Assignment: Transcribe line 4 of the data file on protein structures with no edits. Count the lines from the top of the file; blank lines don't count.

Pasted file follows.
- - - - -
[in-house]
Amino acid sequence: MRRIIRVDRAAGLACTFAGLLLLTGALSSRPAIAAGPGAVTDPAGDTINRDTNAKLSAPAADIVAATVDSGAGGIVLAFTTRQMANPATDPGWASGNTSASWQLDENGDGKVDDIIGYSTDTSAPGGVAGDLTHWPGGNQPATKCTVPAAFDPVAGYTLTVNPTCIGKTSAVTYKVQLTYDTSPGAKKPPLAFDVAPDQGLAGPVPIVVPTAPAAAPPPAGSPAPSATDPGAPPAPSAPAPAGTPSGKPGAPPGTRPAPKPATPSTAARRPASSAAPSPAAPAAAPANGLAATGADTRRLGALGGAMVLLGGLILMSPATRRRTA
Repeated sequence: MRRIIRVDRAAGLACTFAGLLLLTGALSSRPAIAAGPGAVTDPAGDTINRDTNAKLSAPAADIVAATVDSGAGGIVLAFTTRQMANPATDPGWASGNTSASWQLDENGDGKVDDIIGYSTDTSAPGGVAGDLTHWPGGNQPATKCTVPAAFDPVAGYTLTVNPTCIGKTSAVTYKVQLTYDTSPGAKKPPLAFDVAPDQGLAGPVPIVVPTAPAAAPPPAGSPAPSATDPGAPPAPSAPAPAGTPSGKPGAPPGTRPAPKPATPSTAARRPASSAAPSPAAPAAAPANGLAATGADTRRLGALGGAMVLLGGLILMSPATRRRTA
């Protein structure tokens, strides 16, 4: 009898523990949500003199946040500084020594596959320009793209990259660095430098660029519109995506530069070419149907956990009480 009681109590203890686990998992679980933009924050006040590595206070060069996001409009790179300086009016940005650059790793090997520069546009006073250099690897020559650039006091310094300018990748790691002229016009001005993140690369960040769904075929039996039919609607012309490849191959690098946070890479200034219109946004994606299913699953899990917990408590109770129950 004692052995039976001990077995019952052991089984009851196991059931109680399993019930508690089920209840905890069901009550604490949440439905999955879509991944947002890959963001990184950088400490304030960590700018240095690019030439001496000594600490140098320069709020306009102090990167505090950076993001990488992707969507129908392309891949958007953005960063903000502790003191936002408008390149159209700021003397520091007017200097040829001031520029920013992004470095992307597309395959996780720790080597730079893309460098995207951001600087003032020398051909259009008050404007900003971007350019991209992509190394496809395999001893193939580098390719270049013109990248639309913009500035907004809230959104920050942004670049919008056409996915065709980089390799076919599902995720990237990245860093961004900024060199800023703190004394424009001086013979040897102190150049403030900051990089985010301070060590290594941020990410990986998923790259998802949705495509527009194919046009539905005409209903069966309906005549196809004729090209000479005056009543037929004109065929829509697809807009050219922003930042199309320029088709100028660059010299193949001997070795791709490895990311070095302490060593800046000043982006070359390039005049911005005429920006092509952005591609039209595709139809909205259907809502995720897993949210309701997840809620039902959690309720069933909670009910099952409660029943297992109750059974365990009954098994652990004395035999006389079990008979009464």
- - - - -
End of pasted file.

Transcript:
């Protein structure tokens, strides 16, 4: 009898523990949500003199946040500084020594596959320009793209990259660095430098660029519109995506530069070419149907956990009480 009681109590203890686990998992679980933009924050006040590595206070060069996001409009790179300086009016940005650059790793090997520069546009006073250099690897020559650039006091310094300018990748790691002229016009001005993140690369960040769904075929039996039919609607012309490849191959690098946070890479200034219109946004994606299913699953899990917990408590109770129950 004692052995039976001990077995019952052991089984009851196991059931109680399993019930508690089920209840905890069901009550604490949440439905999955879509991944947002890959963001990184950088400490304030960590700018240095690019030439001496000594600490140098320069709020306009102090990167505090950076993001990488992707969507129908392309891949958007953005960063903000502790003191936002408008390149159209700021003397520091007017200097040829001031520029920013992004470095992307597309395959996780720790080597730079893309460098995207951001600087003032020398051909259009008050404007900003971007350019991209992509190394496809395999001893193939580098390719270049013109990248639309913009500035907004809230959104920050942004670049919008056409996915065709980089390799076919599902995720990237990245860093961004900024060199800023703190004394424009001086013979040897102190150049403030900051990089985010301070060590290594941020990410990986998923790259998802949705495509527009194919046009539905005409209903069966309906005549196809004729090209000479005056009543037929004109065929829509697809807009050219922003930042199309320029088709100028660059010299193949001997070795791709490895990311070095302490060593800046000043982006070359390039005049911005005429920006092509952005591609039209595709139809909205259907809502995720897993949210309701997840809620039902959690309720069933909670009910099952409660029943297992109750059974365990009954098994652990004395035999006389079990008979009464």